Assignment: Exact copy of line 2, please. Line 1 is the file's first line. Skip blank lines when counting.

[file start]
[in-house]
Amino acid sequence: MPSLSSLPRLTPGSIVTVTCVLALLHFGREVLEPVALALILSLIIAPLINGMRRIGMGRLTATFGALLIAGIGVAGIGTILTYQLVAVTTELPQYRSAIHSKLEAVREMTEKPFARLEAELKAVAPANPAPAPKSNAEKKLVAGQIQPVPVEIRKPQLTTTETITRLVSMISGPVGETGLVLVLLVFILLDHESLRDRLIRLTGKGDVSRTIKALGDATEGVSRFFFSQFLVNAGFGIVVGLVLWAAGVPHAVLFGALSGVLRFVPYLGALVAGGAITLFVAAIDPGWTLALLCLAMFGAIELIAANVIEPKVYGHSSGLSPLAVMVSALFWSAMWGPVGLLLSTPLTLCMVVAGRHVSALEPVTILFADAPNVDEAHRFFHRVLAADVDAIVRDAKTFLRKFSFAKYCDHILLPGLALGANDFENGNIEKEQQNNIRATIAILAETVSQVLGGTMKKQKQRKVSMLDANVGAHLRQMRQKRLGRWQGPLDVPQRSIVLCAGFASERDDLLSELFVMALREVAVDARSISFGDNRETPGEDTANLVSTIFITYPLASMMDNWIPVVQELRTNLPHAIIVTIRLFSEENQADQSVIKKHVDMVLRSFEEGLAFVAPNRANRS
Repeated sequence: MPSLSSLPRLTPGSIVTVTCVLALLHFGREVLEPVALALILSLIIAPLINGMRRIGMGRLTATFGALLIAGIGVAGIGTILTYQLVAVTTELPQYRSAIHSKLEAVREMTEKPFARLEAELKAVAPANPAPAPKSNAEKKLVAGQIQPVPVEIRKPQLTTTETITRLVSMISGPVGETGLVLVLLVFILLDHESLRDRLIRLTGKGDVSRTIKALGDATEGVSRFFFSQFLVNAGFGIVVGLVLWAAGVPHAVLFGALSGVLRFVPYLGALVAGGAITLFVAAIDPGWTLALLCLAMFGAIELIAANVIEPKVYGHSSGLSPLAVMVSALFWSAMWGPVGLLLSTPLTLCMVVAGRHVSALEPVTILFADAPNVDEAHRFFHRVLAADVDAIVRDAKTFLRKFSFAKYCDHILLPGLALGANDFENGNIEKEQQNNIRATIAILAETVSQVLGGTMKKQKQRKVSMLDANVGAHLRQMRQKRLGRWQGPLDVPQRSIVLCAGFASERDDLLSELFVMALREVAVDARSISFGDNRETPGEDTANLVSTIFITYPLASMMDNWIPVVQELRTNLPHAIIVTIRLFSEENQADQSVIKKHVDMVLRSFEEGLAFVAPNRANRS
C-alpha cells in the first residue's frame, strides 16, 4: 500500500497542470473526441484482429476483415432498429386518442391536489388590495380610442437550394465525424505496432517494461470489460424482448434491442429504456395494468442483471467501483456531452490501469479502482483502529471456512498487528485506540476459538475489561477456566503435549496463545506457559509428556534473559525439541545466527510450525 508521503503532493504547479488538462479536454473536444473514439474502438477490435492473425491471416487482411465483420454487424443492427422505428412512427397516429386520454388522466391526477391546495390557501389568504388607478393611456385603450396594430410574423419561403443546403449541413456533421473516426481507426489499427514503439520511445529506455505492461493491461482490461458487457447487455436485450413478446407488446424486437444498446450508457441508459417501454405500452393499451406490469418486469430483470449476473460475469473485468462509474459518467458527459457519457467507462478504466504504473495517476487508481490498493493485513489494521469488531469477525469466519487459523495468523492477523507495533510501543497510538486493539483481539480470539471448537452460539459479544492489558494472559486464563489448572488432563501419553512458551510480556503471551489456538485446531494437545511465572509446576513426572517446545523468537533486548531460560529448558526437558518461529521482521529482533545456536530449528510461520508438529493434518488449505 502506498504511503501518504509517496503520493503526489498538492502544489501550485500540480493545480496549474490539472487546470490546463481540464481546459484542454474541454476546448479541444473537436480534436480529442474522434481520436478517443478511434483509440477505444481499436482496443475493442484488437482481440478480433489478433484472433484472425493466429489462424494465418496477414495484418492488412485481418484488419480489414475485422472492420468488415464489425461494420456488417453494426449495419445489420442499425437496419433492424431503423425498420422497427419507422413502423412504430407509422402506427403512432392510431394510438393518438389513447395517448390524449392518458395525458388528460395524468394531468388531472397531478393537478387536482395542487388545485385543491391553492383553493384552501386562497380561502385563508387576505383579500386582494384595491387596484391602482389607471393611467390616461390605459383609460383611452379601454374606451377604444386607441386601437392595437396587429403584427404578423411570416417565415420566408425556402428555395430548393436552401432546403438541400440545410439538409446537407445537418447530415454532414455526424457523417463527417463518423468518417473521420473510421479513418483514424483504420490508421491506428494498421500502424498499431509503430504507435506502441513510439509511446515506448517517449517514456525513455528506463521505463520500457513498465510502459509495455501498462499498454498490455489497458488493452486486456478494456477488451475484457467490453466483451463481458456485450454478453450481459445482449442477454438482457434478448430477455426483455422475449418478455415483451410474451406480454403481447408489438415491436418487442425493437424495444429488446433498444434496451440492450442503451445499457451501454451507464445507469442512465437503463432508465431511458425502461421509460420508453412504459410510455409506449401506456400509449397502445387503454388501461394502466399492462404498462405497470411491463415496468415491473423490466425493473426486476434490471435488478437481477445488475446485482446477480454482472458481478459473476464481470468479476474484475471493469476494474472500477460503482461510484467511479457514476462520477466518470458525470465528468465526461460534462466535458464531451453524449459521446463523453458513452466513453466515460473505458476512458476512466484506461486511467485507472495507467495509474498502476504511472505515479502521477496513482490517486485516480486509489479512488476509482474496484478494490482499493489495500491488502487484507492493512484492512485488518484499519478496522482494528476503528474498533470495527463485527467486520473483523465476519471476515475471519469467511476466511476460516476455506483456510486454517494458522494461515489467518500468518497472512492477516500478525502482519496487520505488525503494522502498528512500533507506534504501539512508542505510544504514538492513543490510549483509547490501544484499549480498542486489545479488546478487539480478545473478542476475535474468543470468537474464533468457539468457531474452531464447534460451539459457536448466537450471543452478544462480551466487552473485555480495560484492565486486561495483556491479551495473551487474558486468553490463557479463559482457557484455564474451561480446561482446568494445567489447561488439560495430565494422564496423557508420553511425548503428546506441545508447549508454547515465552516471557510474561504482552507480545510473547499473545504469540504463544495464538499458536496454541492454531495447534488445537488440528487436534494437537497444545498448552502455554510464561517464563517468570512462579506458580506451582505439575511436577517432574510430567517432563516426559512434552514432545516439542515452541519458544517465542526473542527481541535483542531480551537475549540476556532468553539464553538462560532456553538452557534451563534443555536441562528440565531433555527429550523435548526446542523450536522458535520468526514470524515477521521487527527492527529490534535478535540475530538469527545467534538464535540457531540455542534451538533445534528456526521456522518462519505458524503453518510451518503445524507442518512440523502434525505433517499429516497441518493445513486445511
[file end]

Amino acid sequence: MPSLSSLPRLTPGSIVTVTCVLALLHFGREVLEPVALALILSLIIAPLINGMRRIGMGRLTATFGALLIAGIGVAGIGTILTYQLVAVTTELPQYRSAIHSKLEAVREMTEKPFARLEAELKAVAPANPAPAPKSNAEKKLVAGQIQPVPVEIRKPQLTTTETITRLVSMISGPVGETGLVLVLLVFILLDHESLRDRLIRLTGKGDVSRTIKALGDATEGVSRFFFSQFLVNAGFGIVVGLVLWAAGVPHAVLFGALSGVLRFVPYLGALVAGGAITLFVAAIDPGWTLALLCLAMFGAIELIAANVIEPKVYGHSSGLSPLAVMVSALFWSAMWGPVGLLLSTPLTLCMVVAGRHVSALEPVTILFADAPNVDEAHRFFHRVLAADVDAIVRDAKTFLRKFSFAKYCDHILLPGLALGANDFENGNIEKEQQNNIRATIAILAETVSQVLGGTMKKQKQRKVSMLDANVGAHLRQMRQKRLGRWQGPLDVPQRSIVLCAGFASERDDLLSELFVMALREVAVDARSISFGDNRETPGEDTANLVSTIFITYPLASMMDNWIPVVQELRTNLPHAIIVTIRLFSEENQADQSVIKKHVDMVLRSFEEGLAFVAPNRANRS